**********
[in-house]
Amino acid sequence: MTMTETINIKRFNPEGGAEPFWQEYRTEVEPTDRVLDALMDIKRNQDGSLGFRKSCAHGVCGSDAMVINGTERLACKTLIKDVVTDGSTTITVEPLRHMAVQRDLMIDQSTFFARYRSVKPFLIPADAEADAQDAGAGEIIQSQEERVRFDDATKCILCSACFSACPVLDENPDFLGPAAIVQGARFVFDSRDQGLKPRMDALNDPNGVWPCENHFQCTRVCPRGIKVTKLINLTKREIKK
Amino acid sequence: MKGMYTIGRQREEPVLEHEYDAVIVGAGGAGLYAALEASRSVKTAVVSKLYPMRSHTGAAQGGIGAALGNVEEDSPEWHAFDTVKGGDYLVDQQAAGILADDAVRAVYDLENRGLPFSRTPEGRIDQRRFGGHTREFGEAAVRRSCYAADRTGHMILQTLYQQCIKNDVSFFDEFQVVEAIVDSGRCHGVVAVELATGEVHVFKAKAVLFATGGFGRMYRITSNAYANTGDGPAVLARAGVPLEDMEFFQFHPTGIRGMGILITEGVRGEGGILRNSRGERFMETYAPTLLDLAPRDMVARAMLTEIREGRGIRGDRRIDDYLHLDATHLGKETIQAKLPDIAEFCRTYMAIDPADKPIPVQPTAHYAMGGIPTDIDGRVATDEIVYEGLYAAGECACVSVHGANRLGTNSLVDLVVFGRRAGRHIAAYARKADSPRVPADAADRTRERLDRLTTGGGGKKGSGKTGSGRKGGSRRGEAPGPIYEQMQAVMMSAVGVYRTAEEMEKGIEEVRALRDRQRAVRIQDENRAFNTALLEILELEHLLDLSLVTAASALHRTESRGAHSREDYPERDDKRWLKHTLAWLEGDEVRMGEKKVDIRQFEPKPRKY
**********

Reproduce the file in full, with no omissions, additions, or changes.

[in-house]
Amino acid sequence: MTMTETINIKRFNPEGGAEPFWQEYRTEVEPTDRVLDALMDIKRNQDGSLGFRKSCAHGVCGSDAMVINGTERLACKTLIKDVVTDGSTTITVEPLRHMAVQRDLMIDQSTFFARYRSVKPFLIPADAEADAQDAGAGEIIQSQEERVRFDDATKCILCSACFSACPVLDENPDFLGPAAIVQGARFVFDSRDQGLKPRMDALNDPNGVWPCENHFQCTRVCPRGIKVTKLINLTKREIKK
Amino acid sequence: MKGMYTIGRQREEPVLEHEYDAVIVGAGGAGLYAALEASRSVKTAVVSKLYPMRSHTGAAQGGIGAALGNVEEDSPEWHAFDTVKGGDYLVDQQAAGILADDAVRAVYDLENRGLPFSRTPEGRIDQRRFGGHTREFGEAAVRRSCYAADRTGHMILQTLYQQCIKNDVSFFDEFQVVEAIVDSGRCHGVVAVELATGEVHVFKAKAVLFATGGFGRMYRITSNAYANTGDGPAVLARAGVPLEDMEFFQFHPTGIRGMGILITEGVRGEGGILRNSRGERFMETYAPTLLDLAPRDMVARAMLTEIREGRGIRGDRRIDDYLHLDATHLGKETIQAKLPDIAEFCRTYMAIDPADKPIPVQPTAHYAMGGIPTDIDGRVATDEIVYEGLYAAGECACVSVHGANRLGTNSLVDLVVFGRRAGRHIAAYARKADSPRVPADAADRTRERLDRLTTGGGGKKGSGKTGSGRKGGSRRGEAPGPIYEQMQAVMMSAVGVYRTAEEMEKGIEEVRALRDRQRAVRIQDENRAFNTALLEILELEHLLDLSLVTAASALHRTESRGAHSREDYPERDDKRWLKHTLAWLEGDEVRMGEKKVDIRQFEPKPRKY